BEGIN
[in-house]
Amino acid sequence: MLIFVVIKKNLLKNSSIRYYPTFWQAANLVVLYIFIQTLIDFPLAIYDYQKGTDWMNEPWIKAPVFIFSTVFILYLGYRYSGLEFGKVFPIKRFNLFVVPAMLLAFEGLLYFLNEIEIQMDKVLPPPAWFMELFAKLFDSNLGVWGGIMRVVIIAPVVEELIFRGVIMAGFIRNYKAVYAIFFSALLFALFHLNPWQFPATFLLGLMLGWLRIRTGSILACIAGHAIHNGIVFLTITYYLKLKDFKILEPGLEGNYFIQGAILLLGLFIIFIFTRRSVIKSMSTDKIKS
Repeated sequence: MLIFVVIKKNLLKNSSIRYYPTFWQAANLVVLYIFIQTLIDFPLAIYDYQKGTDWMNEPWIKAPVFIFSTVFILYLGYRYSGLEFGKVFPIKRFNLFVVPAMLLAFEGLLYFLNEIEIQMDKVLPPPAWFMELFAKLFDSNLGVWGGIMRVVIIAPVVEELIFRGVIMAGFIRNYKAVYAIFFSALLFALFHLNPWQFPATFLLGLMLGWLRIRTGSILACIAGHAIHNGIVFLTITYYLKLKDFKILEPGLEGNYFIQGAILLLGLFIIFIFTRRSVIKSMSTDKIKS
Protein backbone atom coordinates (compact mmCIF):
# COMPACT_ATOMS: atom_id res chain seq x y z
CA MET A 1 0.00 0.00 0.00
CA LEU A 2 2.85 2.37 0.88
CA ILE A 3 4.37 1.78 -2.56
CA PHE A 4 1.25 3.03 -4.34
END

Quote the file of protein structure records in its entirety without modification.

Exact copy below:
[in-house]
Amino acid sequence: MLIFVVIKKNLLKNSSIRYYPTFWQAANLVVLYIFIQTLIDFPLAIYDYQKGTDWMNEPWIKAPVFIFSTVFILYLGYRYSGLEFGKVFPIKRFNLFVVPAMLLAFEGLLYFLNEIEIQMDKVLPPPAWFMELFAKLFDSNLGVWGGIMRVVIIAPVVEELIFRGVIMAGFIRNYKAVYAIFFSALLFALFHLNPWQFPATFLLGLMLGWLRIRTGSILACIAGHAIHNGIVFLTITYYLKLKDFKILEPGLEGNYFIQGAILLLGLFIIFIFTRRSVIKSMSTDKIKS
Repeated sequence: MLIFVVIKKNLLKNSSIRYYPTFWQAANLVVLYIFIQTLIDFPLAIYDYQKGTDWMNEPWIKAPVFIFSTVFILYLGYRYSGLEFGKVFPIKRFNLFVVPAMLLAFEGLLYFLNEIEIQMDKVLPPPAWFMELFAKLFDSNLGVWGGIMRVVIIAPVVEELIFRGVIMAGFIRNYKAVYAIFFSALLFALFHLNPWQFPATFLLGLMLGWLRIRTGSILACIAGHAIHNGIVFLTITYYLKLKDFKILEPGLEGNYFIQGAILLLGLFIIFIFTRRSVIKSMSTDKIKS
Protein backbone atom coordinates (compact mmCIF):
# COMPACT_ATOMS: atom_id res chain seq x y z
CA MET A 1 0.00 0.00 0.00
CA LEU A 2 2.85 2.37 0.88
CA ILE A 3 4.37 1.78 -2.56
CA PHE A 4 1.25 3.03 -4.34